Childs JD1, Teyhen DS, Benedict TM, Morris JB, Fortenberry AD, McQueen RM, Preston JB, Wright AC, Dugan JL, George SZ.Author information
PURPOSE: Core stabilization exercises target abdominal and trunk muscles without the excessive loading that occurs during sit-ups. However, core stabilization exercise programs (CSEP) have not been widely adopted in the US Army partially because of the perceived deleterious impact they would have on performance during the Army Physical Fitness Test. The purpose was to determine whether performing CSEP in lieu of sit-ups during unit physical training would have detrimental effects on sit-up performance and passing rates on the fitness test.
METHODS: Soldiers (N = 2616) between 18 and 35 yr of age were randomized to receive a traditional exercise program (TEP) with sit-ups or CSEP. Subjects with a previous history of low back pain or other injury precluding participation in training were excluded. The training programs were completed four times per week for 12 wk. Performance was assessed at baseline and after 12 wk.
RESULTS: Both groups demonstrated significant improvements in sit-up performance and overall fitness scores over time (P < 0.001). There were no significant between-group differences in overall fitness scores (P = 0.142) or sit-up performance (P = 0.543). However, CSEP resulted in a significant improvement in sit-up passing rates by 5.6% compared with 3.9% for the TEP group (P = 0.004).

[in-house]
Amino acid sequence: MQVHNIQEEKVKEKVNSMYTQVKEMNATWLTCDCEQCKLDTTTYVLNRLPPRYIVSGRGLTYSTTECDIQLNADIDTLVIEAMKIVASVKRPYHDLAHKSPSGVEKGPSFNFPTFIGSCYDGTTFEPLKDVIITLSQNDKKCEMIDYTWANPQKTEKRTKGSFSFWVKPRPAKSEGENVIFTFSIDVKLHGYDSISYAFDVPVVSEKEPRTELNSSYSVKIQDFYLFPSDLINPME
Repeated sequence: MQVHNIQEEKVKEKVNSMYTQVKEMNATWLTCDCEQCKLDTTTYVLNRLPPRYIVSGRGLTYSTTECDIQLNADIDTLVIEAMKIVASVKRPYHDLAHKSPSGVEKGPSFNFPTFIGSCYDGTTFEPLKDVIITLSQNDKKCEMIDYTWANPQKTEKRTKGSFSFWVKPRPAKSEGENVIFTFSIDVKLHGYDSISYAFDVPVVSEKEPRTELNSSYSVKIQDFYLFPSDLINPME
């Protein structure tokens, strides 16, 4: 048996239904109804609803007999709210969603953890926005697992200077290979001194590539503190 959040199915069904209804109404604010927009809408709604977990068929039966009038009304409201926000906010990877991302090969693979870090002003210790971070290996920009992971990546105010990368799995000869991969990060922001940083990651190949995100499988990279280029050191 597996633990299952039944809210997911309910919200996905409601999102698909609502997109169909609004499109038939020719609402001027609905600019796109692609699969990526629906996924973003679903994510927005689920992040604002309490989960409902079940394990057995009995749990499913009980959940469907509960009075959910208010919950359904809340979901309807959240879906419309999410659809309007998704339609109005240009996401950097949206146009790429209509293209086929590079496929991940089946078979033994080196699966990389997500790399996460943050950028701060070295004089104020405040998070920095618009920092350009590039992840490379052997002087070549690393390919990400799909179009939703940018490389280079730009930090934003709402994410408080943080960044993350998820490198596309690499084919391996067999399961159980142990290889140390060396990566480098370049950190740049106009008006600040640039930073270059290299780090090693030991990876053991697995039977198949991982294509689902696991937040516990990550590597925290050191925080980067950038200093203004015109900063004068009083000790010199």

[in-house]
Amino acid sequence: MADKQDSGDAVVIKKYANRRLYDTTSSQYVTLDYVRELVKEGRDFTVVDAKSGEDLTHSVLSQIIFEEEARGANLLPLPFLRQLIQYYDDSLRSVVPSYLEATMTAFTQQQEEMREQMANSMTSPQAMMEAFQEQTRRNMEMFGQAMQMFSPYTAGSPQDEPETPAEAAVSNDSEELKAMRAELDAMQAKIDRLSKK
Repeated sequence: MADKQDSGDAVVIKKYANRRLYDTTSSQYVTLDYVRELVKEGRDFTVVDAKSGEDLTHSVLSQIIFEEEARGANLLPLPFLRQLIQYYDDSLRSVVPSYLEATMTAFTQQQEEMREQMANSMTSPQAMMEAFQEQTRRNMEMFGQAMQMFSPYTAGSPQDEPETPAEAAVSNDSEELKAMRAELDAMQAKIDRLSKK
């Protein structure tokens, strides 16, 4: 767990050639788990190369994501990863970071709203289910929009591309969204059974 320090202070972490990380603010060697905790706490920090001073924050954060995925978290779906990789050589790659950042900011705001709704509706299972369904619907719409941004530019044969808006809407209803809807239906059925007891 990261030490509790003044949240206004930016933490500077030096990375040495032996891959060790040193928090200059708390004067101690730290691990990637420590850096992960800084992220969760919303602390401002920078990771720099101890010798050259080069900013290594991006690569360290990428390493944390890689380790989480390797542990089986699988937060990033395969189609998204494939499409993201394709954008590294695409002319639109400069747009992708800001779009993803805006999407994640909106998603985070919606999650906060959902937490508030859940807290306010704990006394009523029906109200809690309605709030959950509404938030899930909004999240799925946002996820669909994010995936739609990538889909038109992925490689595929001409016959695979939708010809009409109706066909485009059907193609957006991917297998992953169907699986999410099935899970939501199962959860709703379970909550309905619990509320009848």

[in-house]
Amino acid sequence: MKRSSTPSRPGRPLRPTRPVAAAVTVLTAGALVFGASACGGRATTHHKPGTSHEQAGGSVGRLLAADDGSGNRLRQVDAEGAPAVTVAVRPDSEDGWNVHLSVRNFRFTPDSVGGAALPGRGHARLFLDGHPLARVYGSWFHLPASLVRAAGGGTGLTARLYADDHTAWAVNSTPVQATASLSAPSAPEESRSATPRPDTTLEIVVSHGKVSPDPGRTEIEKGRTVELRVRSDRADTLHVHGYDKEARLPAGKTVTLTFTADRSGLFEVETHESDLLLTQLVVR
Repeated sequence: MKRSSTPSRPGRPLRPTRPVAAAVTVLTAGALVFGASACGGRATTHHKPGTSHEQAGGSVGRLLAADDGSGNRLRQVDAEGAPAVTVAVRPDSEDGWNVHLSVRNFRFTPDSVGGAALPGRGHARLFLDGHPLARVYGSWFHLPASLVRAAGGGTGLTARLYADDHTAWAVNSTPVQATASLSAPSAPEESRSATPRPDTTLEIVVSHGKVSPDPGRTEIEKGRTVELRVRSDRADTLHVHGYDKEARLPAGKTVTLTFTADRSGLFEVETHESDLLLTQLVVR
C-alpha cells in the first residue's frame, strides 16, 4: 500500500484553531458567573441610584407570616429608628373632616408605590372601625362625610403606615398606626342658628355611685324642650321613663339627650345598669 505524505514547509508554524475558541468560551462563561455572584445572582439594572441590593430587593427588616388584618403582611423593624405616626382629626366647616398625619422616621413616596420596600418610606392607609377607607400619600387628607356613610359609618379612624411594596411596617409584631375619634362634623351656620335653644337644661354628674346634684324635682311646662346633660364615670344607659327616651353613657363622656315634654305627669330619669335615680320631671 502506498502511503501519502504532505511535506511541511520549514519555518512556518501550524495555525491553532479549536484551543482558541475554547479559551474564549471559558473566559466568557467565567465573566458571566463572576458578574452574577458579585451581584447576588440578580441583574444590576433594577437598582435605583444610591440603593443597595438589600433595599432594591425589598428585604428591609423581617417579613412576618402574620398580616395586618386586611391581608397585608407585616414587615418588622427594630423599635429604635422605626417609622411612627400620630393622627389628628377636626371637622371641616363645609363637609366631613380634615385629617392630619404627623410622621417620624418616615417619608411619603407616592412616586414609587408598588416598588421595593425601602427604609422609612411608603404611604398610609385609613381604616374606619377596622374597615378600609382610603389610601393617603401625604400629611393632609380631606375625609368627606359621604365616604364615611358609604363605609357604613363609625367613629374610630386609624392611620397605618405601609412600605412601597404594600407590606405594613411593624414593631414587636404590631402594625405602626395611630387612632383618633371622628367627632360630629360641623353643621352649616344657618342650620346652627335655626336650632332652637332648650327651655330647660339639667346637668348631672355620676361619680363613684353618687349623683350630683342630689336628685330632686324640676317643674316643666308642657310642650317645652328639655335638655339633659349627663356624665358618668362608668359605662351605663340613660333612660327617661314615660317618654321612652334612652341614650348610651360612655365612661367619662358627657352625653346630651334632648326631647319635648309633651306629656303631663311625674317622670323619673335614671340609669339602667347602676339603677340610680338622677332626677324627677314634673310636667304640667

CONCLUSIONS: CSEP did not have a detrimental impact on sit-up performance or overall fitness scores or pass rates. There was a small but significantly greater increase in sit-up pass rate in the CSEP (5.6%) versus the TEP group (3.9%). Incorporating CSEP into Army physical training does not increase the risk of suboptimal performance on the Army's fitness test and may offer a small benefit for improving sit-up performance.